Eurozone finance ministers have approved a list of Greek reform measures that should unlock the remaining funds from the 240 billion euro ($273 billion) bailouts and insure that the rescue programs do not finish at the end of the month.
The four month extension was less than the six months requested by Greece and must still be voted on by the legislatures of a number of EMU countries, including Germany and Finland, but agreement is expected.
Yields on Greek three-year bonds dropped 279 basis points to 12.28 percent, the lowest since before the new government was sworn in on January 27th. The 10-year yield fell 100 basis points to 8.6 percent. Stocks also rallied, with the ASE index jumping as much as 8.6 percent.
The European Commission, the executive arm of the European Union, had earlier assented to the proposals submitted by Greece as a condition of Friday's extension accord with the EMU finance ministers. A spokesman for the commission labeled the package as "sufficiently comprehensive."
However, the two other members of the so-called Troika, which backed the Greek bailouts, the ECB and the International Monetary Fund have expressed reservations. The IMF said the measures were "generally not that specific", and the ECB voiced similar doubts. Neither objection is expected to block the agreement once the German Bundestag passes the deal.
Although the government of Alexis Tsipras had promised to end the austerity imposed by Greece's lenders, the new agreement continues most of the measures disliked by the Greek population.
Privatization of state enterprises will go ahead, as will renewed efforts to improve income tax collection and the value added tax. Reform of the public administration and liberalization of labor markets to permit greater competition have also been promised again by the Athens government.
Eurozone finance ministers have said that no funds would be released to the government until the new promises have been implemented.
The impasse between Greece and her European creditors was not only caused by the election of the anti-austerity Syriza party but by Greece’s inability or refusal to complete the austerity reforms negotiated and promised by the former administration of Antonis Samaras.
Performance of those reforms was monitored by inspectors from the Troika, whose certification was required before the final tranche of cash was released to the Greek government. Those inspectors left Athens weeks ago unable to verify their completion.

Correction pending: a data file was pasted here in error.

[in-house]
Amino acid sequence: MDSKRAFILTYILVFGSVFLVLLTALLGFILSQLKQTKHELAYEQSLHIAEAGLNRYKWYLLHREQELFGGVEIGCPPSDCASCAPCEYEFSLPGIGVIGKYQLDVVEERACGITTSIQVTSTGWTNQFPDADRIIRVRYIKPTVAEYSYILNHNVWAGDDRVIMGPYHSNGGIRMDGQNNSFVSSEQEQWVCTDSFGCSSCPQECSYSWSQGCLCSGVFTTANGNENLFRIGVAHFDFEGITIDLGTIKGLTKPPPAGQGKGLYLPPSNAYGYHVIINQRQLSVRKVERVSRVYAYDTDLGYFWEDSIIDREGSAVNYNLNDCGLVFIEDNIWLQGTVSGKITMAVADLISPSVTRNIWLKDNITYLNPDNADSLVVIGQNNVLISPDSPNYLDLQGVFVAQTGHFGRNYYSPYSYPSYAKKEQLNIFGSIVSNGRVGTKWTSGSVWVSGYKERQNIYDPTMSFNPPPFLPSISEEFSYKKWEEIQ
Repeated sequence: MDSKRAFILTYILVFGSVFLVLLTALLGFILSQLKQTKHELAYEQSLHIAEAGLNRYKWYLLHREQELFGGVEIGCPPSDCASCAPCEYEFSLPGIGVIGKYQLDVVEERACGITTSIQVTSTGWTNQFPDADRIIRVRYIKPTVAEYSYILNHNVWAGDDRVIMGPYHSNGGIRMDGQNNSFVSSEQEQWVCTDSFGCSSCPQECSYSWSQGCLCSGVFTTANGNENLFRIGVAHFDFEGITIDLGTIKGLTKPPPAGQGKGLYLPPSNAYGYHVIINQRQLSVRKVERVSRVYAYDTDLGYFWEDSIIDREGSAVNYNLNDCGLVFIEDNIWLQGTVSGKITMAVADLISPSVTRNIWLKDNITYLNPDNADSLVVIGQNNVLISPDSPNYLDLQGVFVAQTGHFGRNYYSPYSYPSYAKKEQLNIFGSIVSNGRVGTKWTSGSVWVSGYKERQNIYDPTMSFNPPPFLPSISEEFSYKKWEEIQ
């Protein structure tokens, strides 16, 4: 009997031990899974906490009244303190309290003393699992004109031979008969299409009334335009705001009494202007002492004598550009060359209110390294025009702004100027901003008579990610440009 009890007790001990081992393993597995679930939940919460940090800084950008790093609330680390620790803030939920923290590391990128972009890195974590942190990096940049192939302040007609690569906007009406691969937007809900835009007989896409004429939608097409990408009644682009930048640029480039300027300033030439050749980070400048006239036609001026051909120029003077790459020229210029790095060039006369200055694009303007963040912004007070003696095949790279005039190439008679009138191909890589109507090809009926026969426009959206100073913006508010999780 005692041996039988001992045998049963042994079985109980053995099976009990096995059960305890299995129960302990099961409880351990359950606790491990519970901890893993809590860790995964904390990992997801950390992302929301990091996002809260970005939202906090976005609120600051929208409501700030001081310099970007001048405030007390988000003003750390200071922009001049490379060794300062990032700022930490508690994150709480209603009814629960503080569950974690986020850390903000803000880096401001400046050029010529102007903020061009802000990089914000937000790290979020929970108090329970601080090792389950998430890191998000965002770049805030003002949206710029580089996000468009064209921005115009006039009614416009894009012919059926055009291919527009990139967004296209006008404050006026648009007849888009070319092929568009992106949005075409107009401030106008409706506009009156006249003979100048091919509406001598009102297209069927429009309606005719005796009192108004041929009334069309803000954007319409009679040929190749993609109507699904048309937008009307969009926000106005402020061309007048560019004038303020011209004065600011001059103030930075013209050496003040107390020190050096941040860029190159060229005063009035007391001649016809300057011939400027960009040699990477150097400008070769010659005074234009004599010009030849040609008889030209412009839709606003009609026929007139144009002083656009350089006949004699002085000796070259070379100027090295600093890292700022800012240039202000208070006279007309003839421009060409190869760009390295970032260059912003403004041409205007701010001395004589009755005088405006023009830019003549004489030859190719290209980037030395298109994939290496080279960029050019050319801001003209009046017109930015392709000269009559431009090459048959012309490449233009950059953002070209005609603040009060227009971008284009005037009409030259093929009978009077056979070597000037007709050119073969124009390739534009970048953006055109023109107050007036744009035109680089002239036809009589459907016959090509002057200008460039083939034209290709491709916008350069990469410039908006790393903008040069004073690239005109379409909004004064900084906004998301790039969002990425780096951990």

The final installment of the bailout cash about 7 billion euros has not been released to the Greek government.
Sometime in the next two months Greece will run out of money to meet its obligations, internal and external. But the immediate threat and the one that probably dealt the most pressure on the Tsipras government stemmed from the banking system. Greek banks are almost exclusively dependent on the ECB to maintain capitalization, as their liquidity is impaired by high levels of withdrawals.
If the ECB blocked access to its ELA program because Greece had insisted on abandoning austerity and any further negotiation with its lenders had broken off, the Greek banking and financial systems would likely fail within days. There would be no time to plan a transition to a new currency or find replacement funding.
The problem of the Tsipras government is that although Greeks intensely dislike the imposed austerity program, blaming it for the economics disaster that has overtaken their country; they also want to stay in the euro. The two are mutually exclusive as long at Greece's creditors say they are.
In four months’ time, Greece will quite possibly be back in exactly the same spot with its lenders. After the acrimonious wrangling this time, a repeat performance of failure on the austerity measures, will find a thoroughly unsympathetic hearing in June.
Whatever the decisions made between now and then by the Tsipras government to stay or not in the euro and perhaps the EU, they will at least have four months to prepare. This time around they had none.
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